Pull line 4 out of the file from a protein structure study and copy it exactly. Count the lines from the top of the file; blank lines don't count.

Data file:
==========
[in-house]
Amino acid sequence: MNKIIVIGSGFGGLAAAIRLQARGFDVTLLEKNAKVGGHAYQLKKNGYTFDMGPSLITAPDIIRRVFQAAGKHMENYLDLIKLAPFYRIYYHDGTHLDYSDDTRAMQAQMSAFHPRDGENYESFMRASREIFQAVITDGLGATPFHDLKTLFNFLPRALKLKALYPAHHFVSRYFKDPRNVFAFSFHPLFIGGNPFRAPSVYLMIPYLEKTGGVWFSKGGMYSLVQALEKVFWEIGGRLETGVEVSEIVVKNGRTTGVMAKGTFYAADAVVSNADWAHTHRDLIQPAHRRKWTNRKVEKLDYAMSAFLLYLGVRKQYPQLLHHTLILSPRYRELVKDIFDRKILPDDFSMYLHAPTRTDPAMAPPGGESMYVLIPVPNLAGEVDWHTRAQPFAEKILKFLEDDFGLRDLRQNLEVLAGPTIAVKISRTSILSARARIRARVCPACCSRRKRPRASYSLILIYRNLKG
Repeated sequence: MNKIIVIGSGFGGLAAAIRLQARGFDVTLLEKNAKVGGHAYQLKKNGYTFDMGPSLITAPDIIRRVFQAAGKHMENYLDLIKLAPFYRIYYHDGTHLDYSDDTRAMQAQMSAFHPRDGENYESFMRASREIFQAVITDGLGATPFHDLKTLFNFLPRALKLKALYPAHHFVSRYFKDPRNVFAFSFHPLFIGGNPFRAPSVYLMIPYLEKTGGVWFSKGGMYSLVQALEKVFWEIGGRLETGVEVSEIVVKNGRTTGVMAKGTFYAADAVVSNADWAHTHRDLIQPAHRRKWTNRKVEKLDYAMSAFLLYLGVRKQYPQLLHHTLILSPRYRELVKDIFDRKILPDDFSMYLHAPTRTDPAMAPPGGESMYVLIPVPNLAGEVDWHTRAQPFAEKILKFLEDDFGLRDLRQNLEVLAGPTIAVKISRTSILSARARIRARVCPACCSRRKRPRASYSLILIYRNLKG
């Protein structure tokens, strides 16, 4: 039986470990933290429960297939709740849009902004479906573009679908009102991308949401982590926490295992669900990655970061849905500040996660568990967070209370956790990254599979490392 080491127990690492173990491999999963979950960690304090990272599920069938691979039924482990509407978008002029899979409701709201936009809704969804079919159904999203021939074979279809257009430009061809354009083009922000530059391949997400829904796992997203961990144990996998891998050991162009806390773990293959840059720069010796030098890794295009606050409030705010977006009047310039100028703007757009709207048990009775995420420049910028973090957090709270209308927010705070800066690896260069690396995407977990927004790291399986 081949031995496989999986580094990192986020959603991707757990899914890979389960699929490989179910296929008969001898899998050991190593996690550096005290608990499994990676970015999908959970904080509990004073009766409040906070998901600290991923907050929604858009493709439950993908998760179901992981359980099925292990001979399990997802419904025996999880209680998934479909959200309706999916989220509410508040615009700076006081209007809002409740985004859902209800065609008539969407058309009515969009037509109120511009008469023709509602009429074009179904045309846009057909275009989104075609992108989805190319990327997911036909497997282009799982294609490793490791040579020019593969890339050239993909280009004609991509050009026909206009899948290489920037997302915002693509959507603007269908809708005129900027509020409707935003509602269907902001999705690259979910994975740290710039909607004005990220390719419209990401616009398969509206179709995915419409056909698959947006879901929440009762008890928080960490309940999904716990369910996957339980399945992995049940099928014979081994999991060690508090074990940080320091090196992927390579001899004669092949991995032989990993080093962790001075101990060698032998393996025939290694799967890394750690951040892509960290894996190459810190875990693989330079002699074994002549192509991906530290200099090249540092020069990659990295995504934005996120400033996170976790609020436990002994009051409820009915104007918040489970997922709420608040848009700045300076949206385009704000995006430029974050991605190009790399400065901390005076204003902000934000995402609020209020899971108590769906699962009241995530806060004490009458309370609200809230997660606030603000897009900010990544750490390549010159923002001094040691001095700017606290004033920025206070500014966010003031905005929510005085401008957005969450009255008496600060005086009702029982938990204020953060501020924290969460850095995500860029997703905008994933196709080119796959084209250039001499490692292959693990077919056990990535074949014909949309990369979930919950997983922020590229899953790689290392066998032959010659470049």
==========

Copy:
């Protein structure tokens, strides 16, 4: 039986470990933290429960297939709740849009902004479906573009679908009102991308949401982590926490295992669900990655970061849905500040996660568990967070209370956790990254599979490392 080491127990690492173990491999999963979950960690304090990272599920069938691979039924482990509407978008002029899979409701709201936009809704969804079919159904999203021939074979279809257009430009061809354009083009922000530059391949997400829904796992997203961990144990996998891998050991162009806390773990293959840059720069010796030098890794295009606050409030705010977006009047310039100028703007757009709207048990009775995420420049910028973090957090709270209308927010705070800066690896260069690396995407977990927004790291399986 081949031995496989999986580094990192986020959603991707757990899914890979389960699929490989179910296929008969001898899998050991190593996690550096005290608990499994990676970015999908959970904080509990004073009766409040906070998901600290991923907050929604858009493709439950993908998760179901992981359980099925292990001979399990997802419904025996999880209680998934479909959200309706999916989220509410508040615009700076006081209007809002409740985004859902209800065609008539969407058309009515969009037509109120511009008469023709509602009429074009179904045309846009057909275009989104075609992108989805190319990327997911036909497997282009799982294609490793490791040579020019593969890339050239993909280009004609991509050009026909206009899948290489920037997302915002693509959507603007269908809708005129900027509020409707935003509602269907902001999705690259979910994975740290710039909607004005990220390719419209990401616009398969509206179709995915419409056909698959947006879901929440009762008890928080960490309940999904716990369910996957339980399945992995049940099928014979081994999991060690508090074990940080320091090196992927390579001899004669092949991995032989990993080093962790001075101990060698032998393996025939290694799967890394750690951040892509960290894996190459810190875990693989330079002699074994002549192509991906530290200099090249540092020069990659990295995504934005996120400033996170976790609020436990002994009051409820009915104007918040489970997922709420608040848009700045300076949206385009704000995006430029974050991605190009790399400065901390005076204003902000934000995402609020209020899971108590769906699962009241995530806060004490009458309370609200809230997660606030603000897009900010990544750490390549010159923002001094040691001095700017606290004033920025206070500014966010003031905005929510005085401008957005969450009255008496600060005086009702029982938990204020953060501020924290969460850095995500860029997703905008994933196709080119796959084209250039001499490692292959693990077919056990990535074949014909949309990369979930919950997983922020590229899953790689290392066998032959010659470049």